Each day, I work with older library users who love their ereaders (they love the ability to change font sizes). But the complication of downloading ebooks leaves them confused. Do I want a Kindle file? Epub? Nook? What’s a MOBI? Techies like us like to see these under-the-hood options, but it scares anyone who doesn’t understand computers. Is is better to hide all of this and let the device handle it behind the scenes. Some of this is compounded by publishers insisting in digital rights management and other access limitations. It is getting better, however. New apps like Libby do a better job of hiding the headaches.

The Bibliophile and the Manga Fan

So what does all this have to do with you, the anime and manga fan? Well, most of us are familiar with online manga, but libraries have recently gotten into legal e-manga. Online subscription services also move manga increasingly off of paper. This is mixed, like so many things. Online distribution increases the chances of seeing more obscure stories being translated. It doesn’t cost as much to produce and distribute e-manga which makes for better profitability for even low selling titles. However, for those who enjoy physical media, this will reduce our selection. Titles on smashed and pulped trees are only those with the most popularity. You see this problem with American fiction. Shelves are dominated by a handful of bestselling authors: James Patterson, Danielle Steel, Clive Cussler, and others. It makes it harder for new and low-selling authors to make it. Likewise, the cost of printing keeps lesser known mangaka from getting translations here in the States. But on the flip side, ebooks make it easier for new and low-selling authors to find readers.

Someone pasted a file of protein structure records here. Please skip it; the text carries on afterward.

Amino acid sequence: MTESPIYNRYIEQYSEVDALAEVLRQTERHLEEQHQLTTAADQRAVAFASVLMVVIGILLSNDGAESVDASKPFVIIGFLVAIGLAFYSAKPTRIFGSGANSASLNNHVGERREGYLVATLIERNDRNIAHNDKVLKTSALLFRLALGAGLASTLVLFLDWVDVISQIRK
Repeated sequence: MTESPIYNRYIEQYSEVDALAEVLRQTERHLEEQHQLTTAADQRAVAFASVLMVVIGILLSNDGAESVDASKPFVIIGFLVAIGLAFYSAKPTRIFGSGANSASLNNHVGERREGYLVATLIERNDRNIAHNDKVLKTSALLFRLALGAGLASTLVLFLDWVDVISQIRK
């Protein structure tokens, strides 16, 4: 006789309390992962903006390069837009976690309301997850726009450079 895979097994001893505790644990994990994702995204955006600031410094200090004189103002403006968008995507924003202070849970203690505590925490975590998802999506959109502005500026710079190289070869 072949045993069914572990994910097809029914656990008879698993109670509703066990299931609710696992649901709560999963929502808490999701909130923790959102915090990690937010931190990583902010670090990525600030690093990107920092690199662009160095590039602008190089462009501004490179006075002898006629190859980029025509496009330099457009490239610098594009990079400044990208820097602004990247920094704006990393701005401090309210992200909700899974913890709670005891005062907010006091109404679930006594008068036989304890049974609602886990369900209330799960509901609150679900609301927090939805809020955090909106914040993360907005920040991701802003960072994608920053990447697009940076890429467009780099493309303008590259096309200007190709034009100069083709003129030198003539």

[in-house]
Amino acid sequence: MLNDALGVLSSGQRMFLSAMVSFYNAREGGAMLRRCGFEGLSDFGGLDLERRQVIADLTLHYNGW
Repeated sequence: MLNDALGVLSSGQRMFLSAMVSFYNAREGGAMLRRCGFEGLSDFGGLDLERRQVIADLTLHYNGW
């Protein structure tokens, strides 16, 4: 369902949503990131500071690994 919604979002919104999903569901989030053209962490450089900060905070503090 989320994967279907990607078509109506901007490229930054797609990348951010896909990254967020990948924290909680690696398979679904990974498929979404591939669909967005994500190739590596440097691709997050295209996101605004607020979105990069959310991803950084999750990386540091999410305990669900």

Online manga and books skip one of the pleasures of physical media: the bookshelf. The sight of a bookshelf is part of the culture of the book. If you want to learn about someone, you browse their bookshelves. Their organization, their titles, and their state of wear reveals a fair bit about a person. Bookshelves are quite private despite being publicly displayed. So too with manga collections.